As part of our end-of-year process, all Gawker Media site leads were asked to submit planning memos for the next year. In the interests of transparency, here's mine.

Introduction

The main goal for Gawker 2015 should be to maintain the momentum we've built in the last two months: high traffic, fast metabolism, good story sense, collective responsibility for the site, and most importantly (and giving rise to the rest of it) growing confidence in our voices and abilities. That confidence allows us to take risks and gives the site the kind of energy and—for lack of a better word—glee that it should have. We've done a good job of working through the insecurities and second-guesses that have made us hesitate, hold back, or otherwise fail stories at various times this year; the next step is to work that confidence, adventurousness, and energy into a coherent vision of the site and the world.

In that spirit, below is a broad outline for how I'd like to direct and structure the site next year. While I have confidence in this plan, I'm sure it can be honed and improved; I welcome your suggestions.

1. What is Gawker?

Nick and I were playing around with taglines for the site a few weeks ago, and we arrived somewhere around here: Gawker is your one-stop guide to media and pop culture. It is the place you come to learn the real story—the account you won't (or can't) find anywhere else.

The experience of going online was pretty bad in 2014, and it's only going to get worse. The internet next year is going to be unbelievably stupid and condescending, confusing and deafeningly loud, red-hot with misplaced outrage, unable to calibrate its reactions. "News" is going to be increasingly served by companies whose only real mission is to create shareable units of distracting content; "#longreads" increasingly self-impressed and decreasingly intelligent. Already ankle-deep in smarmy bullshit and fake "viral" garbage, we are now standing at the edge of a gurgling swamp of it.

Gawker's task is to be a trusted guide to the overwhelming new internet, your escort through and over the bog of Facebook and Twitter, your calibration tool for the cycle of incident and outrage and parody social-media account. What's actually happening here? Is this story news? Is that photo real? Which viral video is worth watching? Which new TV obsession is worth following? Is the new book-of-our-times really any good? Should I be outraged about this issue or ignore it? How should I feel about this story? Why does everyone hate that guy? Gawker can tell you, and if it can't, it can help you figure out for yourself.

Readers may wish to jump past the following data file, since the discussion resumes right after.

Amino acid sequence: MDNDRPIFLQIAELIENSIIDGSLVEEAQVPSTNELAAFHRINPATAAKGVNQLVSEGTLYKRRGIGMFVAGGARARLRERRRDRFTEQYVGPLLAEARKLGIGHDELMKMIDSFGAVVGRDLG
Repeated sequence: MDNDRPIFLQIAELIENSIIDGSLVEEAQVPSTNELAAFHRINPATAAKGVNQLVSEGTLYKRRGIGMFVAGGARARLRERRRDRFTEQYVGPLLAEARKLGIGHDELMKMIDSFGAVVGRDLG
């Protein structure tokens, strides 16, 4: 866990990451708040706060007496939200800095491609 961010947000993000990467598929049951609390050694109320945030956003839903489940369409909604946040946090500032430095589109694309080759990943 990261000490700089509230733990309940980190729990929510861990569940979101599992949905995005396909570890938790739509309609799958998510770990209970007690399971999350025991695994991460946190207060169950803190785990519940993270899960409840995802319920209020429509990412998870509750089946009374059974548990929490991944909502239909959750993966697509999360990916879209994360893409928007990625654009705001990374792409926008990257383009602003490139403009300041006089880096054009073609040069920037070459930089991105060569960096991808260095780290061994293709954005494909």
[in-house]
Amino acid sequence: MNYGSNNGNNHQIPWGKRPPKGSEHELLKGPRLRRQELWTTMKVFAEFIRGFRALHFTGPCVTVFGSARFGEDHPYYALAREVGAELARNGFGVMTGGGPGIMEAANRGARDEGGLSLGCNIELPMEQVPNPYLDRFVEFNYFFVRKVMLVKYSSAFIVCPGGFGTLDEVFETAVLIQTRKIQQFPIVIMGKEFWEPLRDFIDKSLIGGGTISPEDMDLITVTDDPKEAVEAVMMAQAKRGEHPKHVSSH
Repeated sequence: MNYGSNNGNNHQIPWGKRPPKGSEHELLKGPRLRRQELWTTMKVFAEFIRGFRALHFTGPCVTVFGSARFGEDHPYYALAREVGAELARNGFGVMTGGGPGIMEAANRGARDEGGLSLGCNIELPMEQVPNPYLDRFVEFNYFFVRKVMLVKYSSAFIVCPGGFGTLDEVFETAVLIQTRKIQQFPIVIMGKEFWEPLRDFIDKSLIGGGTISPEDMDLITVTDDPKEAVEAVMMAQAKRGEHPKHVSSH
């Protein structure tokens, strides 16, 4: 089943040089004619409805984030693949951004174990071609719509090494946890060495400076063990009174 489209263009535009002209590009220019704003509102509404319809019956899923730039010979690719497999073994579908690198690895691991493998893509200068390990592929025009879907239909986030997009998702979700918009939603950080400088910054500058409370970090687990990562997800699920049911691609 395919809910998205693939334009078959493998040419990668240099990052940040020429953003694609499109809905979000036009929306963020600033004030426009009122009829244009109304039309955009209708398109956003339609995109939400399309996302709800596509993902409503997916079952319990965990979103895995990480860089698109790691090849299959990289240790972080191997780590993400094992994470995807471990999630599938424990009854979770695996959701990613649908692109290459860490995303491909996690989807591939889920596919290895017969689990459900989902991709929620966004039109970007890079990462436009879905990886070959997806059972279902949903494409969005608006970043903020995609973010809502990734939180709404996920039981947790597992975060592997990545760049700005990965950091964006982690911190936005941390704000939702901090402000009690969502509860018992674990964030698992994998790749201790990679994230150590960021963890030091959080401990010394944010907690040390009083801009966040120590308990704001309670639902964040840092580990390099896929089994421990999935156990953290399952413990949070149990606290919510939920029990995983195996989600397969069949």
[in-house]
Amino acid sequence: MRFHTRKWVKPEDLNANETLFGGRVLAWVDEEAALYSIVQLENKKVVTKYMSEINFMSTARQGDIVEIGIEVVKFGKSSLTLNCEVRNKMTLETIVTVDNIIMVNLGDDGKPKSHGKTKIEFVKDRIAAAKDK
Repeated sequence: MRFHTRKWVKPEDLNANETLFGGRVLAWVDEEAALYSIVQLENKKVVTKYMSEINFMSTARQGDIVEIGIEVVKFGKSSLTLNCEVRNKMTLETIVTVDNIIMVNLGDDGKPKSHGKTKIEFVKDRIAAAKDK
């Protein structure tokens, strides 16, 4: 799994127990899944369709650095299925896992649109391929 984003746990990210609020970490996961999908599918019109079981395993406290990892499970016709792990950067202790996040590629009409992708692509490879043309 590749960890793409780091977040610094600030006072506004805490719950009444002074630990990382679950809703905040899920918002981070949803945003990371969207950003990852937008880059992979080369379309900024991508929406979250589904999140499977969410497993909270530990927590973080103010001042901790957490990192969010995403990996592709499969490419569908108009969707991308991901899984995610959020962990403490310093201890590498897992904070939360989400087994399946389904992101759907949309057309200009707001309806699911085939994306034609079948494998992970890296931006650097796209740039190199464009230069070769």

While we obviously have no trouble using "explainer"-style meta-coverage to undertake this mission, we can succeed just as effectively by being the best versions of our opinionated, conversational, gossipy, selves.

Coverage that guides doesn't need to always be reactive, stilted, or distanced the way "explainers" tend to be: We can break stories that cut through bullshit and expose backdoor dealings, a la Sony, or drive conversation and buzz with well-argued and unflinching opinion, a la Cosby.

Earlier this year, we came up with a set of qualities that described Gawker. By living up to each item on the list, we can grab scoops, break stories, say things no one else will, drive conversation, and generate buzz. I'll reproduce it here, to give a sense of Gawker's character. At its best, Gawker is:

  • fast: Our readers trust us to be a one-stop comprehensive news source; therefore we report quickly and iteratively.
  • sophisticated: Our readers trust us to provide full context; therefore we are aware of the structures and narratives that guide and shape news coverage; we are familiar with the characters who appear and how and why they act.
  • sharp: Our readers trust us to tell them what's real and what's not; therefore we are smart, pointed, skeptical and critical; our bullshit detectors for fact and narrative are set on hair triggers.
  • funny: Our readers trust us to be engaging; therefore we are conversational, direct, and funny—not desperate, annoying, quirky, or wacky; not trying to be funny—just funny.
  • surprising: Our readers trust us to be bold and original; therefore we take risks, try new things, and remain open to argument and persuasion.
  • fearless: Our readers trust us to be unflinching and unbeholden; therefore we don't bullshit, prevaricate, omit, avoid, or hide for anyone or anything.
  • finally, and most importantly, honest: Our readers trust us, period. Therefore, if we are nothing else—if we can't be fast, sophisticated, sharp, funny, surprising, fearless or even correct—we are honest. This is our fundamental value. We do not lie or fabricate facts, opinions, reactions, or emotions. We say what we mean. We are transparent about our processes. We are clear about our sourcing. We acknowledge our own shortcomings.

What Gawker is not: smarmy. Stupid. Affected. Snobby. Prudish. Condescending. Forced. Bored, or boring. Interested in respectability.

2. How is Gawker?

We've been frustrated for a long time by the limitations of the reverse chronological home page, where posts are quickly pushed down the front page and where every story is given more or less the same visual weight. Starting next year, we're going to take advantage of Kinja's sub-blog and sharing properties to change that.

The basic structure is simple. Rather than publish everything directly to the home page, we'll publish our stories to a set of beat-focused sub-blogs, some of which already exist and some of which will be launched in January. From those "diagonals", the best and most representative work—original stories, reported news, personal writing, smart arguments, breakout viral, breaking news—will be shared to the front page, which will update at a somewhat slower rate than it currently does. Everything will be pushed to Facebook and Twitter, as well as to a comprehensive Gawker "news feed."